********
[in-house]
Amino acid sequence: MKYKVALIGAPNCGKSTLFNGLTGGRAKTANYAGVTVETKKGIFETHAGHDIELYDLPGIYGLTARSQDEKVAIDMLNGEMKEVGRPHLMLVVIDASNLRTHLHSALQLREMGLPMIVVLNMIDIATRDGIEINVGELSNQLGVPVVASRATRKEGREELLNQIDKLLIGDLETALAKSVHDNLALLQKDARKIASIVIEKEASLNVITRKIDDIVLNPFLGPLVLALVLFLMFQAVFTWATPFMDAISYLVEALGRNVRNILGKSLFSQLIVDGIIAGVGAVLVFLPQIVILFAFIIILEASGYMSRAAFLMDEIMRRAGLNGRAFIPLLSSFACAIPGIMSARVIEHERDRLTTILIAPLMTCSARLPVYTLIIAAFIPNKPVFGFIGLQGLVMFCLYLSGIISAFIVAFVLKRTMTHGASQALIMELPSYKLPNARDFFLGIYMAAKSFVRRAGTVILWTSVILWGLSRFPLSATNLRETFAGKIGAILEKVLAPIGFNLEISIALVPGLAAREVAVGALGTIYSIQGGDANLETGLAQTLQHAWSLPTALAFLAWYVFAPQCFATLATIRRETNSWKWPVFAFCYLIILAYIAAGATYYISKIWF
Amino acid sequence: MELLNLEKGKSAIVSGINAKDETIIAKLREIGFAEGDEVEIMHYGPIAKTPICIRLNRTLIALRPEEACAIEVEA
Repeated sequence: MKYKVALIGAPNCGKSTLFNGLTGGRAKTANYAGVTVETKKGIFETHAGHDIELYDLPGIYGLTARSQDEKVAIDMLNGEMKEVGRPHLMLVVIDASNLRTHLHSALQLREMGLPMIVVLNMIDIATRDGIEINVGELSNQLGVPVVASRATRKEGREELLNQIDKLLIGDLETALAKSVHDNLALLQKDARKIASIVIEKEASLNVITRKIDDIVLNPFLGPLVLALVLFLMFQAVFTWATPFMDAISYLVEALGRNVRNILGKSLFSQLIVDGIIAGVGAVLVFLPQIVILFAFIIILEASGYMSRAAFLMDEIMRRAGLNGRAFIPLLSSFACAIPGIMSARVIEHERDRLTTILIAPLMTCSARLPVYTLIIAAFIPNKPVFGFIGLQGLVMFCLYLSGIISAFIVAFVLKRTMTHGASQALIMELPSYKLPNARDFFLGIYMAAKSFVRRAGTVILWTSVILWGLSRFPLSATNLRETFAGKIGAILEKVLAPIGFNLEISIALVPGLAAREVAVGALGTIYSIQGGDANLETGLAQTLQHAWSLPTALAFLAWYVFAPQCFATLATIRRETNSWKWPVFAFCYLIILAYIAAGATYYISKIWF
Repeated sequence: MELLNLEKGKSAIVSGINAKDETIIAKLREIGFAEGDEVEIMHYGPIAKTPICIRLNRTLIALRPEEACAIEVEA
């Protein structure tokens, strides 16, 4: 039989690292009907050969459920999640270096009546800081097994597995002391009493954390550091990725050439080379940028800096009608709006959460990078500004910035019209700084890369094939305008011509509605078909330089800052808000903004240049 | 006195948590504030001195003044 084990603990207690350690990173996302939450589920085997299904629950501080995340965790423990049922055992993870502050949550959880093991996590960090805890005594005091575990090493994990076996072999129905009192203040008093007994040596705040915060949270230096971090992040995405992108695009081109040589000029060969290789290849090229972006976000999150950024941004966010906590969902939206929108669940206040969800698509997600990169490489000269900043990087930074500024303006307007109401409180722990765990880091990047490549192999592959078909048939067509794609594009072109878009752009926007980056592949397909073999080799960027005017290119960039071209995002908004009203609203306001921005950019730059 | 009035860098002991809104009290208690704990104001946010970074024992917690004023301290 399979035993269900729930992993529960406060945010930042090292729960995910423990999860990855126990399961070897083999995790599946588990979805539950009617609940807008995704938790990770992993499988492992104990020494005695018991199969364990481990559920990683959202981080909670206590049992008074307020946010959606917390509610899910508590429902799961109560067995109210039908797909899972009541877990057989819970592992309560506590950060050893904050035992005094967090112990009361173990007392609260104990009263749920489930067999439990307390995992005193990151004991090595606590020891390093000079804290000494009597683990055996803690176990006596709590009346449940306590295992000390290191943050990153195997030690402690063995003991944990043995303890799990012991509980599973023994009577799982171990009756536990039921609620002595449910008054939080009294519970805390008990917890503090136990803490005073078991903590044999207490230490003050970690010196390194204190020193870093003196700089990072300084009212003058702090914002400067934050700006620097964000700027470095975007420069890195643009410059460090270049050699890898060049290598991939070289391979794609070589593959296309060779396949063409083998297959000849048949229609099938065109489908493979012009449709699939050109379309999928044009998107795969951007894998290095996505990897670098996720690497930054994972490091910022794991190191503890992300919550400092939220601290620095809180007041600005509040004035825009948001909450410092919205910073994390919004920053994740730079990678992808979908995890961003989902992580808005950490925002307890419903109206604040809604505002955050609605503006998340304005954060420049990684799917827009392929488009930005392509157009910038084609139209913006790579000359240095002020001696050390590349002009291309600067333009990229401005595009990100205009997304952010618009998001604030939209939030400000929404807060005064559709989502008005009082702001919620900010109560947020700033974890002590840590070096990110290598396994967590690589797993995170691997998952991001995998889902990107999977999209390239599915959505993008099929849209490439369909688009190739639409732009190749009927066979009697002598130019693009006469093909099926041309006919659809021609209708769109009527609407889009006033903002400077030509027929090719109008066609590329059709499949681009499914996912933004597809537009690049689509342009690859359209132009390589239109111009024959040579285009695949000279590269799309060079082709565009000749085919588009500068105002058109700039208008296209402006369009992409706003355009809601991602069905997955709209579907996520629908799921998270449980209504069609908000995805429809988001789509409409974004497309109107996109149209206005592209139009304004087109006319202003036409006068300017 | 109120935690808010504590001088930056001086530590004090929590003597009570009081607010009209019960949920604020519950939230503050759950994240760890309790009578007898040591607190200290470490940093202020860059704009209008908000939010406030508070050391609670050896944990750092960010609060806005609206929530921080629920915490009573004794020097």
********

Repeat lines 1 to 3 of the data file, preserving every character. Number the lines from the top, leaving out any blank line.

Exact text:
[in-house]
Amino acid sequence: MKYKVALIGAPNCGKSTLFNGLTGGRAKTANYAGVTVETKKGIFETHAGHDIELYDLPGIYGLTARSQDEKVAIDMLNGEMKEVGRPHLMLVVIDASNLRTHLHSALQLREMGLPMIVVLNMIDIATRDGIEINVGELSNQLGVPVVASRATRKEGREELLNQIDKLLIGDLETALAKSVHDNLALLQKDARKIASIVIEKEASLNVITRKIDDIVLNPFLGPLVLALVLFLMFQAVFTWATPFMDAISYLVEALGRNVRNILGKSLFSQLIVDGIIAGVGAVLVFLPQIVILFAFIIILEASGYMSRAAFLMDEIMRRAGLNGRAFIPLLSSFACAIPGIMSARVIEHERDRLTTILIAPLMTCSARLPVYTLIIAAFIPNKPVFGFIGLQGLVMFCLYLSGIISAFIVAFVLKRTMTHGASQALIMELPSYKLPNARDFFLGIYMAAKSFVRRAGTVILWTSVILWGLSRFPLSATNLRETFAGKIGAILEKVLAPIGFNLEISIALVPGLAAREVAVGALGTIYSIQGGDANLETGLAQTLQHAWSLPTALAFLAWYVFAPQCFATLATIRRETNSWKWPVFAFCYLIILAYIAAGATYYISKIWF
Amino acid sequence: MELLNLEKGKSAIVSGINAKDETIIAKLREIGFAEGDEVEIMHYGPIAKTPICIRLNRTLIALRPEEACAIEVEA